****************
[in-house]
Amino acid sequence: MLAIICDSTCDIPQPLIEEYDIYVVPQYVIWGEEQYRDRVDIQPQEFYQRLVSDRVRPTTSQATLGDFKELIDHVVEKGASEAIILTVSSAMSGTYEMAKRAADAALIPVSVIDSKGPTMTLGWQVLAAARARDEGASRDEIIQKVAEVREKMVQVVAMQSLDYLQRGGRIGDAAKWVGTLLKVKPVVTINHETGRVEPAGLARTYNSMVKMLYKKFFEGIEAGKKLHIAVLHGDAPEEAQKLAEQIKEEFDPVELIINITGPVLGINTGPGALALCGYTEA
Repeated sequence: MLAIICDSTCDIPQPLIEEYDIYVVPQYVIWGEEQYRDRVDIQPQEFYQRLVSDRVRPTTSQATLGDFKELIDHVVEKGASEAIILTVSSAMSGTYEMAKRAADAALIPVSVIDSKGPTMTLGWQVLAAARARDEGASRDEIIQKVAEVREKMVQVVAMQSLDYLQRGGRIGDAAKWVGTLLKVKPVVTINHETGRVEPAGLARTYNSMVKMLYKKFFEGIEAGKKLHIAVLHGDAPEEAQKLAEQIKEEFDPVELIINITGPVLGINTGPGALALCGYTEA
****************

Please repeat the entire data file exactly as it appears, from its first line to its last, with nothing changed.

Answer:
[in-house]
Amino acid sequence: MLAIICDSTCDIPQPLIEEYDIYVVPQYVIWGEEQYRDRVDIQPQEFYQRLVSDRVRPTTSQATLGDFKELIDHVVEKGASEAIILTVSSAMSGTYEMAKRAADAALIPVSVIDSKGPTMTLGWQVLAAARARDEGASRDEIIQKVAEVREKMVQVVAMQSLDYLQRGGRIGDAAKWVGTLLKVKPVVTINHETGRVEPAGLARTYNSMVKMLYKKFFEGIEAGKKLHIAVLHGDAPEEAQKLAEQIKEEFDPVELIINITGPVLGINTGPGALALCGYTEA
Repeated sequence: MLAIICDSTCDIPQPLIEEYDIYVVPQYVIWGEEQYRDRVDIQPQEFYQRLVSDRVRPTTSQATLGDFKELIDHVVEKGASEAIILTVSSAMSGTYEMAKRAADAALIPVSVIDSKGPTMTLGWQVLAAARARDEGASRDEIIQKVAEVREKMVQVVAMQSLDYLQRGGRIGDAAKWVGTLLKVKPVVTINHETGRVEPAGLARTYNSMVKMLYKKFFEGIEAGKKLHIAVLHGDAPEEAQKLAEQIKEEFDPVELIINITGPVLGINTGPGALALCGYTEA